Canard used airfoil same as Rutan AMS/OIL biplane racer.


Wingspan = 27.6'

Wing Area = 123 sq ft

Canard span est. = 16 ft

Canard chord est. = 2.25 ft

Empty Wt. = 1150 lbs

Gross Wt. = 1850 lbs

Top Speed TAS = 185 mph

Cruise 65% = 160 mph

Stall speed = 70 mph

Takeoff speed 70 mph

Single engine climb front only = 150 fpm

Single engine climb front only = 200 fpm


I think it was later retrofitted with O-200 engines

and possibly a different canard.



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  • 2 weeks later...
  • 2 months later...

I too must have too much time on my hands because I'm seriously considering this concept using two corvair powerplants.


I actualy flew with Dave Ganzer, the original designer/builder (with Burt's input), in his Gemini way back when.


So far I have scaled 3-views of the Gemini, Defiant, Cozy IV, Baird's 2EZ and Velocity to the same scale to compare component placement. I also have Defiant plans and downloaded AeroCanard plans for reference. In addition I've studied Martin Holomans Aircraft Design and Composit Design books as well as several others.


It seems a very viable concept not to mention just plane cool (no pun etc., etc.). Why not just build a Defiant you ask. Well I just don't need a 3000lb. 360hp fuel guzzler to carry 2 plus baggage.


BTW, I have seen a few pictures of some dude in France that was almost done with a 3/4 Defiant (Baby Defiant?) using Rotax 912's.


I am really stoked with this idea. Of course I am also majorly fired up with the idea of building a composite copy of the Siai Marchetti SF-260. Talk about diverse ideas!


I'm in the middle of a job change and major relocation to composite building friendly, very dry west Texas. I hope to make a start on SOMETHING in the next six months (finally!).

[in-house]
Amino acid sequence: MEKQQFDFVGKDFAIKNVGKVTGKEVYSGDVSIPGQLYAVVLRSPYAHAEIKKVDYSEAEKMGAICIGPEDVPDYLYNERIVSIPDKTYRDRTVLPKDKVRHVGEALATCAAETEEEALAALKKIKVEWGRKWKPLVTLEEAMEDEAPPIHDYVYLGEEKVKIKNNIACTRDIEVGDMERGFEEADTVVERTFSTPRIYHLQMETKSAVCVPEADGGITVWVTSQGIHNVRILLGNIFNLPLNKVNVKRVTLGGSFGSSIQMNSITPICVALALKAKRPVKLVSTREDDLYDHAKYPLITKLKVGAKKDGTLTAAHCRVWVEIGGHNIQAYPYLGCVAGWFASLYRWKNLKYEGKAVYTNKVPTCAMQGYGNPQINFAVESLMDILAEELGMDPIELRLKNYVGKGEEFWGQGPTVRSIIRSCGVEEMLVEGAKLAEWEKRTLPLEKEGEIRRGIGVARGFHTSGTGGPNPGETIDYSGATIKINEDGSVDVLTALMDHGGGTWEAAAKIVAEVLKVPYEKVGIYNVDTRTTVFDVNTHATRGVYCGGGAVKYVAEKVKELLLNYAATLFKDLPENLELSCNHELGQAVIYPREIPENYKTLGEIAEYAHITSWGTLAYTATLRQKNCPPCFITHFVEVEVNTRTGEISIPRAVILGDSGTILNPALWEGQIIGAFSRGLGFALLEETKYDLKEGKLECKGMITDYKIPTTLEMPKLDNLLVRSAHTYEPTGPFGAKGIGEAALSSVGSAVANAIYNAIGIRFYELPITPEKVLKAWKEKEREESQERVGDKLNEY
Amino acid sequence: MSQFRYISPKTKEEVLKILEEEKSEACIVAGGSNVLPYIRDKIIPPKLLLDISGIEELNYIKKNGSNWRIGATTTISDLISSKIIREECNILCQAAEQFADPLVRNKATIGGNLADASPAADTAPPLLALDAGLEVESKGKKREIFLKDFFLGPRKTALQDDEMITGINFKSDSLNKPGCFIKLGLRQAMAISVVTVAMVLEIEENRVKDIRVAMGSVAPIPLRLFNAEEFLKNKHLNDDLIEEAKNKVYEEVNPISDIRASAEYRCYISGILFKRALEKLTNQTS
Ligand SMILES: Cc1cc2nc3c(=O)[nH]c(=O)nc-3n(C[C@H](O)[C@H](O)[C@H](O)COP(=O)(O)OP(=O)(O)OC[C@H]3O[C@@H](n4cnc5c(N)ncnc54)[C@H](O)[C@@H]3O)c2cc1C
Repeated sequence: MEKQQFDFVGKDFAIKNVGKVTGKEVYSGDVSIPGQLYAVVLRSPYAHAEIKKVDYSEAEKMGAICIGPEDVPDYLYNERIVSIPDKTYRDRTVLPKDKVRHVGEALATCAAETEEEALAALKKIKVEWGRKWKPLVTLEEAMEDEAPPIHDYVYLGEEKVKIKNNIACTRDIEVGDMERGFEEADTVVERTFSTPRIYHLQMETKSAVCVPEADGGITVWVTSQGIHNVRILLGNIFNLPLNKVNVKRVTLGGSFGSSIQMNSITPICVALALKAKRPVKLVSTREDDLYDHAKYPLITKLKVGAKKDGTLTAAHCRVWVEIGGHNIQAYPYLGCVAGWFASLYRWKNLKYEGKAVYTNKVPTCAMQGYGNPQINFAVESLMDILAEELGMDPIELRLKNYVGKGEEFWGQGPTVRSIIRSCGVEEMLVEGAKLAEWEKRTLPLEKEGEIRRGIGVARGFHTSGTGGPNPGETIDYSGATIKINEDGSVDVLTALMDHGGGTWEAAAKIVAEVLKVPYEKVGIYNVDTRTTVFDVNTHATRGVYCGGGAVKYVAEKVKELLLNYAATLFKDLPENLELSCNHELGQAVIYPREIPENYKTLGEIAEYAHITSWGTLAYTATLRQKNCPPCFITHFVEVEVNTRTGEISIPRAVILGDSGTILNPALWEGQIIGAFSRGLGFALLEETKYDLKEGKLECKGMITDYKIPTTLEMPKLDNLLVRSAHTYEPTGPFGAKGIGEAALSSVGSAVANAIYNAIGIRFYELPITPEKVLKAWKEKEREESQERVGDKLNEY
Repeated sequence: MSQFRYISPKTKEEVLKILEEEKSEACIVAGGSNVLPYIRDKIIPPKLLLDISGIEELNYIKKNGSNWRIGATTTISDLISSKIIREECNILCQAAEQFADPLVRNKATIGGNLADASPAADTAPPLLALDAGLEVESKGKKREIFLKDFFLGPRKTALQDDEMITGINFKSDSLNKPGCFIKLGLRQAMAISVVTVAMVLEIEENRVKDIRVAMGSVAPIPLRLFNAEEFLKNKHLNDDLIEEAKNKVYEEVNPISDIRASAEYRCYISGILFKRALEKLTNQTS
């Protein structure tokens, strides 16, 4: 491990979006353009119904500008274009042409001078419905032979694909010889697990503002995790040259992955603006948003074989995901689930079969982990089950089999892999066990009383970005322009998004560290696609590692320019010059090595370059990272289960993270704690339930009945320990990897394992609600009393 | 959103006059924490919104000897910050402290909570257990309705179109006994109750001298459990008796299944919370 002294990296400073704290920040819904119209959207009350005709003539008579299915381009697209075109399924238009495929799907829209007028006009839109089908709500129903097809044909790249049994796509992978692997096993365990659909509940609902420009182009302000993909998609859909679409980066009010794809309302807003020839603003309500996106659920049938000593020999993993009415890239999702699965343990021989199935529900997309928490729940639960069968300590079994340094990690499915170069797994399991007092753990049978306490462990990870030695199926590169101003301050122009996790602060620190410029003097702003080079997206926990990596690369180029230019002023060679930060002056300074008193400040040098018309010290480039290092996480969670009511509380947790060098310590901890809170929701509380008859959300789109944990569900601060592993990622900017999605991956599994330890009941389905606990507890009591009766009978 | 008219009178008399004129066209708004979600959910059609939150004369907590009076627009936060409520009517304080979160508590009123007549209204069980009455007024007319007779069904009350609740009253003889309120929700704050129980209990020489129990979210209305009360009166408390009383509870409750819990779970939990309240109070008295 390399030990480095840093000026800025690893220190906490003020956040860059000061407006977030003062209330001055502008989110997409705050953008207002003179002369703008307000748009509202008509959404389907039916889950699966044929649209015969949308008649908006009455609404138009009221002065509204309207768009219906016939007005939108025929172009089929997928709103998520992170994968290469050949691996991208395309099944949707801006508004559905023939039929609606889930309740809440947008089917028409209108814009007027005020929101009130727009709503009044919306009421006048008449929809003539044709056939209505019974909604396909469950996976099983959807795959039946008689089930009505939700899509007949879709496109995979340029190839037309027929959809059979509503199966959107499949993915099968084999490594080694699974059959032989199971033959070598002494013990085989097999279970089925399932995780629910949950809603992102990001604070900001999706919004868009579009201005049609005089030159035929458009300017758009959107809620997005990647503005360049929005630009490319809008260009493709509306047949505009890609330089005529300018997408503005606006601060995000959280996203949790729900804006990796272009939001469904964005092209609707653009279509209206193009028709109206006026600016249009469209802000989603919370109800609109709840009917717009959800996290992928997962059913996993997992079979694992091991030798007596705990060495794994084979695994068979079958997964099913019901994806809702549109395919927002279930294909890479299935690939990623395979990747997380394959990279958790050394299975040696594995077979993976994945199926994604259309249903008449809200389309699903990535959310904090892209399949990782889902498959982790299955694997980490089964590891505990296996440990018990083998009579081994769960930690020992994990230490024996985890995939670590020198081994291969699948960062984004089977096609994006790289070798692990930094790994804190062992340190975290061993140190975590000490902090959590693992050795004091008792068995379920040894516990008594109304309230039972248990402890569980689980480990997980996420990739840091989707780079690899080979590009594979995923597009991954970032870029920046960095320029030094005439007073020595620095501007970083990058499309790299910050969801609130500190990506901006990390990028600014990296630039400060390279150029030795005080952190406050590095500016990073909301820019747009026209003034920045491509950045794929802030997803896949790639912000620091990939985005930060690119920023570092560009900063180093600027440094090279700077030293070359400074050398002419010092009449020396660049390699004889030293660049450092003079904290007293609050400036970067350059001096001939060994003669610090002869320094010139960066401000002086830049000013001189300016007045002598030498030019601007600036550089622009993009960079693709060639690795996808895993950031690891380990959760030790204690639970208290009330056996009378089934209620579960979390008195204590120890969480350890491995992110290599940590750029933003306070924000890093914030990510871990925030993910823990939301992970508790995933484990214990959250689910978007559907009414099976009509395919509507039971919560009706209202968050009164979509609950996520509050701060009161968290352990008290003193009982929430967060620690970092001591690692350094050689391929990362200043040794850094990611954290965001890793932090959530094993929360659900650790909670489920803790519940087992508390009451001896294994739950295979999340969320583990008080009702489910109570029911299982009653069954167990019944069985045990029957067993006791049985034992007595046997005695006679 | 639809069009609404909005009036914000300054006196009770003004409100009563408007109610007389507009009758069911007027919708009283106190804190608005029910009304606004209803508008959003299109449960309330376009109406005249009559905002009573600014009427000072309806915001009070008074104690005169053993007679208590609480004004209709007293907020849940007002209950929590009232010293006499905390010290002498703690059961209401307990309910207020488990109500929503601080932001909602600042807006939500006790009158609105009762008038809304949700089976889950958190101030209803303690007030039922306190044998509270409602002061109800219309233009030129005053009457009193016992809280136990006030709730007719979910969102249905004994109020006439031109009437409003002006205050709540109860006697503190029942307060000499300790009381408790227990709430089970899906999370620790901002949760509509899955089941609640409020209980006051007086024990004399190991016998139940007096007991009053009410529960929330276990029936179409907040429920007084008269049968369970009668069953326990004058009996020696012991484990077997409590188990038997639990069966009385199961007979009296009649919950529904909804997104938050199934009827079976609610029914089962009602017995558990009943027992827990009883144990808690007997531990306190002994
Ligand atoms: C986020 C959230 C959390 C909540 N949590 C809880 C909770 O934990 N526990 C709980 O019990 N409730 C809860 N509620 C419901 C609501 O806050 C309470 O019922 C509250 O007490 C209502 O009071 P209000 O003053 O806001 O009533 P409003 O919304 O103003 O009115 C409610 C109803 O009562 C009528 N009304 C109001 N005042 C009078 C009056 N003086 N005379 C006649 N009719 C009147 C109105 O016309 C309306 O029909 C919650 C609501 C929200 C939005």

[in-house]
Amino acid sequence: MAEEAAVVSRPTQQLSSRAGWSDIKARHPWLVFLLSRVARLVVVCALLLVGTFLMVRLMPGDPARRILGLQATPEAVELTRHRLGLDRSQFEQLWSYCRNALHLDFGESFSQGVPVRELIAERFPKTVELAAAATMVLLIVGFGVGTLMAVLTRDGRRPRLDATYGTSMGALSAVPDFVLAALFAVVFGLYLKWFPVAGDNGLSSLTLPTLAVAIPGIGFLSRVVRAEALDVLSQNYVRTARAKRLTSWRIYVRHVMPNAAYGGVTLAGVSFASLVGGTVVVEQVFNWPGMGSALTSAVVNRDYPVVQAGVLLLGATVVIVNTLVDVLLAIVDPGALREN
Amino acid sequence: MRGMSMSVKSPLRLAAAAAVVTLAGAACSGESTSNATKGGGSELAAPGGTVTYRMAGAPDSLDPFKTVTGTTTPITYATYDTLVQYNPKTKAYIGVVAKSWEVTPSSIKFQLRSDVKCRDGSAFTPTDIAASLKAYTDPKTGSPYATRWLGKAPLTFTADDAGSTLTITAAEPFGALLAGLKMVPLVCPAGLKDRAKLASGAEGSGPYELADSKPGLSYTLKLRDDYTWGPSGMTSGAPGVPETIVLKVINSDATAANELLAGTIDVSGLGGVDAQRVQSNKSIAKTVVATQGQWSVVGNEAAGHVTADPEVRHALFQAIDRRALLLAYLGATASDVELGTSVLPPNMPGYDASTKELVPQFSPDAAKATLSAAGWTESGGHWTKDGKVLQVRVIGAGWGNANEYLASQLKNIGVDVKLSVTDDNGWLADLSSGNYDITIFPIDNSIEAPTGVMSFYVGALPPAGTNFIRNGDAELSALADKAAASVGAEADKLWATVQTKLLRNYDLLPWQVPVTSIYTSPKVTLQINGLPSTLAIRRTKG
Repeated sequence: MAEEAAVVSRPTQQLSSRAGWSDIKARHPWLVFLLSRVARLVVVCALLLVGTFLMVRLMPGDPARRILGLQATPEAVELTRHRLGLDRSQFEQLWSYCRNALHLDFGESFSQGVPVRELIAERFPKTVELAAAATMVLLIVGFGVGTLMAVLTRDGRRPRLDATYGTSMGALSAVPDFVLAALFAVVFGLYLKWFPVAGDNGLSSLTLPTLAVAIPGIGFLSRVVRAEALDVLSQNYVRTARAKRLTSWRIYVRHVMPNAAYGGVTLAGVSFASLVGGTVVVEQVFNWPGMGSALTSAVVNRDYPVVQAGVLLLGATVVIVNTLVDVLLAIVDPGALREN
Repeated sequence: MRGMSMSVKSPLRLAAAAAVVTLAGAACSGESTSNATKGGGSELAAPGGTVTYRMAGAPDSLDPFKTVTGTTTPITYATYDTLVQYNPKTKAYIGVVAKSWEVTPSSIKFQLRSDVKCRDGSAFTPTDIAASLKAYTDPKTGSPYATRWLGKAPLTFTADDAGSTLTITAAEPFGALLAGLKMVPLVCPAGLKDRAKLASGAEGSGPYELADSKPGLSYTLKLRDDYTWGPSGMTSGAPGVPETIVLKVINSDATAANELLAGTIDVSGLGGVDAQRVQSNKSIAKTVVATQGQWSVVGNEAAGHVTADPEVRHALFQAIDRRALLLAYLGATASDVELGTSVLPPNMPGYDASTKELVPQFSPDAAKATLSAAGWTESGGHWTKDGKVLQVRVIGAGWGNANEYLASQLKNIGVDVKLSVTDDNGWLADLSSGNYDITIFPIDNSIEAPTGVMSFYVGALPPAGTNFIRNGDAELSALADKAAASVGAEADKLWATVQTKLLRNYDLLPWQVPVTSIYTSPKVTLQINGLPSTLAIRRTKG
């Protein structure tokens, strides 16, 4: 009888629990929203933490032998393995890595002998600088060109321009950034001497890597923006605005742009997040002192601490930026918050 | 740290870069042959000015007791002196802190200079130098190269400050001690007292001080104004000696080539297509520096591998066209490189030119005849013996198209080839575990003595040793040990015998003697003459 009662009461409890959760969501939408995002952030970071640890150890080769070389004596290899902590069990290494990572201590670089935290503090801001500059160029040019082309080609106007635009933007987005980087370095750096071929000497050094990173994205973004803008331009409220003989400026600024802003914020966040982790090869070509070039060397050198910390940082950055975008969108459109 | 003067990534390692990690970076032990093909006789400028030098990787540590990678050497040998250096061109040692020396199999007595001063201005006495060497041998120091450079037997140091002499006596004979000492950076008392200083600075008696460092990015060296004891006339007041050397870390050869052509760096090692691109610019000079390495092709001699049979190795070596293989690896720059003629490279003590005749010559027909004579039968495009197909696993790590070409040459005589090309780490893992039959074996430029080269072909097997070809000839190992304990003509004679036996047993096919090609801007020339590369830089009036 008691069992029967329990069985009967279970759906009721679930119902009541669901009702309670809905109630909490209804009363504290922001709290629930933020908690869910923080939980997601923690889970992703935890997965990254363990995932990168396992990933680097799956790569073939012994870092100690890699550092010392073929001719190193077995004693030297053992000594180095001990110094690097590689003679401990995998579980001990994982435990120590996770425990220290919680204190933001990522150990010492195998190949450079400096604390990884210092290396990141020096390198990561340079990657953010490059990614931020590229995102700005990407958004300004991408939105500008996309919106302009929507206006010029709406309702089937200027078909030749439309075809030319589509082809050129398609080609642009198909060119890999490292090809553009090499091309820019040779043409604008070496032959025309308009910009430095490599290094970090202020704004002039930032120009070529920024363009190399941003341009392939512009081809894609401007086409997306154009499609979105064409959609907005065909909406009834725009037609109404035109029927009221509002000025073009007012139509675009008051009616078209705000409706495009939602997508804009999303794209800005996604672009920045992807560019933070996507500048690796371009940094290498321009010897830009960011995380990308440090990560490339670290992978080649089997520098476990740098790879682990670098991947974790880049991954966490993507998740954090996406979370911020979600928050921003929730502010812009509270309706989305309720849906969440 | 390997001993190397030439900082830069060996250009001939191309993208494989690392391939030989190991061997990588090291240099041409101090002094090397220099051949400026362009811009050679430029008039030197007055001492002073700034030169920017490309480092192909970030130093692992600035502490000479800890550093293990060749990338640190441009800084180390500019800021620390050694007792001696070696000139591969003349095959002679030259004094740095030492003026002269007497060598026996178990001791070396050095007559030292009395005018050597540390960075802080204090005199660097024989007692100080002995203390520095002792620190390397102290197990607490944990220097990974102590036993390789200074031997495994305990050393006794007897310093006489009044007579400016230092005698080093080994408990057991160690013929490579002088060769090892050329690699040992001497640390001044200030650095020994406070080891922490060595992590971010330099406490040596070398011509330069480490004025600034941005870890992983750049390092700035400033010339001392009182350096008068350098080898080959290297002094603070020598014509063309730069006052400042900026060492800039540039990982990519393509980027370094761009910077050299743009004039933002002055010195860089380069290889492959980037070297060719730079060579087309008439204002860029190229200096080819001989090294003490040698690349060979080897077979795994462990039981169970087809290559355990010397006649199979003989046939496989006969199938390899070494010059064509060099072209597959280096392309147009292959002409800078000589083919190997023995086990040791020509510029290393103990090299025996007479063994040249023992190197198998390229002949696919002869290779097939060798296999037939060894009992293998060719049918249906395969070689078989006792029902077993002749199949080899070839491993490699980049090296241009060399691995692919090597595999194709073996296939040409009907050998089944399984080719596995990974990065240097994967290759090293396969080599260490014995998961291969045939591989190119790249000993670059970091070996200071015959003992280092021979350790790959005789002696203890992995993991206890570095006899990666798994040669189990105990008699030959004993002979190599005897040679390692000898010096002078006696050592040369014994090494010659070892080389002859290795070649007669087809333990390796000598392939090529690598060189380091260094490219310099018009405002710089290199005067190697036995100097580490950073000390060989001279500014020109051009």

Raiki, feel free to contact me if you want to discuss this further. This could be the start of a really cool couple of projects :-)



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The Defiant is actualy much closer to a tandem wing aircraft than a true canard design. Holomans book does address some of the ramifications of tandem wings.


Also very interesting is that the Defiant canard tapers in % thickness while maintaining a constant chord (not counting the tapered chord canard tips). My guess is that Burt very cleverly did this to tailor the lift distribusion of the Defiant canard. Pretty sharp guy, surprise, surprise!



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  • 4 months later...

Been a while since lurking here but hi again.




What about two 2.5 ltr Subaru auto engines. More than adequate power.


Al Wicks Cozy IV originally flew on one of these engines. That way single engine power is at least a certanty. Maybe even smaller Subie engine.


Just thoughts.



"An upsidedown Australian that wants to build an aircraft that flys backwards"

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  • 6 months later...

I LOVE the Gemini in concept, I really wanted to build one. I watched and waited for plans. In the end though, I decided to build a dragonfly. The speed, cockpit size, and handling characteristics are about the same - actually the single engine Dragonfly is a little better in most of these areas, although cargo space is not as functional - but with half the fuel consumption. I think for an airframe of this size the weight and complexity of the extra engine gives no real pay off in terms of performance or economy, which is I suspect why it never went into production. I still want one though... if for the safety if nothing else, not to mention the coolness factor.